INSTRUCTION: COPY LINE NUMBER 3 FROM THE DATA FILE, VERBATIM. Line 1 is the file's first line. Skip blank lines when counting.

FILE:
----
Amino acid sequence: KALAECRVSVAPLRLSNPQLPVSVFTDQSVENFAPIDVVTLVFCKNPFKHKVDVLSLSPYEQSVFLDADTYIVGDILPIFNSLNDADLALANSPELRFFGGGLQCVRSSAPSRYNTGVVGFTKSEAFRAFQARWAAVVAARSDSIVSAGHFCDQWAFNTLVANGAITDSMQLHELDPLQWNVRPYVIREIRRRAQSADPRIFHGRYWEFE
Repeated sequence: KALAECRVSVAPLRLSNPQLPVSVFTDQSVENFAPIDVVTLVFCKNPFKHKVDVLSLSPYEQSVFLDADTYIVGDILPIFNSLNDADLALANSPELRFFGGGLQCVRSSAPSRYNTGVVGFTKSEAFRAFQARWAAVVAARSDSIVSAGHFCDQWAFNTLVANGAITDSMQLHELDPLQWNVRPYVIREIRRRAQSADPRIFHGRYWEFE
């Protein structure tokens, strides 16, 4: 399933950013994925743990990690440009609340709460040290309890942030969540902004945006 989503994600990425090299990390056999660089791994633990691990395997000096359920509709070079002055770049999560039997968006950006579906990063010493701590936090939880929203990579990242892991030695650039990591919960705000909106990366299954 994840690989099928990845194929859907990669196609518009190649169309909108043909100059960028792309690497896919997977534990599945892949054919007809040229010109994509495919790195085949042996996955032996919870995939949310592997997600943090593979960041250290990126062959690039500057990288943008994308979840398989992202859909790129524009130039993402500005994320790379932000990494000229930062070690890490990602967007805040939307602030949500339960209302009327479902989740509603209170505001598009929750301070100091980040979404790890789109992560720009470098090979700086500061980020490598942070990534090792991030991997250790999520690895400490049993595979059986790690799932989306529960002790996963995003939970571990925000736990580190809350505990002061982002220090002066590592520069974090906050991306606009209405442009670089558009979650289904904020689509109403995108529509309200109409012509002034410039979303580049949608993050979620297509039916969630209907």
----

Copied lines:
């Protein structure tokens, strides 16, 4: 399933950013994925743990990690440009609340709460040290309890942030969540902004945006 989503994600990425090299990390056999660089791994633990691990395997000096359920509709070079002055770049999560039997968006950006579906990063010493701590936090939880929203990579990242892991030695650039990591919960705000909106990366299954 994840690989099928990845194929859907990669196609518009190649169309909108043909100059960028792309690497896919997977534990599945892949054919007809040229010109994509495919790195085949042996996955032996919870995939949310592997997600943090593979960041250290990126062959690039500057990288943008994308979840398989992202859909790129524009130039993402500005994320790379932000990494000229930062070690890490990602967007805040939307602030949500339960209302009327479902989740509603209170505001598009929750301070100091980040979404790890789109992560720009470098090979700086500061980020490598942070990534090792991030991997250790999520690895400490049993595979059986790690799932989306529960002790996963995003939970571990925000736990580190809350505990002061982002220090002066590592520069974090906050991306606009209405442009670089558009979650289904904020689509109403995108529509309200109409012509002034410039979303580049949608993050979620297509039916969630209907």